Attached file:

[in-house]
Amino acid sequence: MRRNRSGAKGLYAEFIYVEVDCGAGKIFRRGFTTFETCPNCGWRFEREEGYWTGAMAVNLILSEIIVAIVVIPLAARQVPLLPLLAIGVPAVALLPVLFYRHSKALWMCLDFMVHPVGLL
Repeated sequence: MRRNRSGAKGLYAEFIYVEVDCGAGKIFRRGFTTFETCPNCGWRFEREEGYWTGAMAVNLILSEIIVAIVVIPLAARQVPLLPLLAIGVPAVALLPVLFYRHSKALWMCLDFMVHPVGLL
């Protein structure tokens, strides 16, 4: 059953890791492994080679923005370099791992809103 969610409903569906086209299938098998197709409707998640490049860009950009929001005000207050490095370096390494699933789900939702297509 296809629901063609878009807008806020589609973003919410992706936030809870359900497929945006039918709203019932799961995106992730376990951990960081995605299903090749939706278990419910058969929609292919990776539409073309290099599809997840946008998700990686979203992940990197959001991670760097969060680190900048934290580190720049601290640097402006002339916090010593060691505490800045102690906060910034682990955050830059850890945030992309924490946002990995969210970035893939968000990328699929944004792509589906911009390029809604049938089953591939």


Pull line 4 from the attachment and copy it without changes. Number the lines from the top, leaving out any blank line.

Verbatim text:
């Protein structure tokens, strides 16, 4: 059953890791492994080679923005370099791992809103 969610409903569906086209299938098998197709409707998640490049860009950009929001005000207050490095370096390494699933789900939702297509 296809629901063609878009807008806020589609973003919410992706936030809870359900497929945006039918709203019932799961995106992730376990951990960081995605299903090749939706278990419910058969929609292919990776539409073309290099599809997840946008998700990686979203992940990197959001991670760097969060680190900048934290580190720049601290640097402006002339916090010593060691505490800045102690906060910034682990955050830059850890945030992309924490946002990995969210970035893939968000990328699929944004792509589906911009390029809604049938089953591939």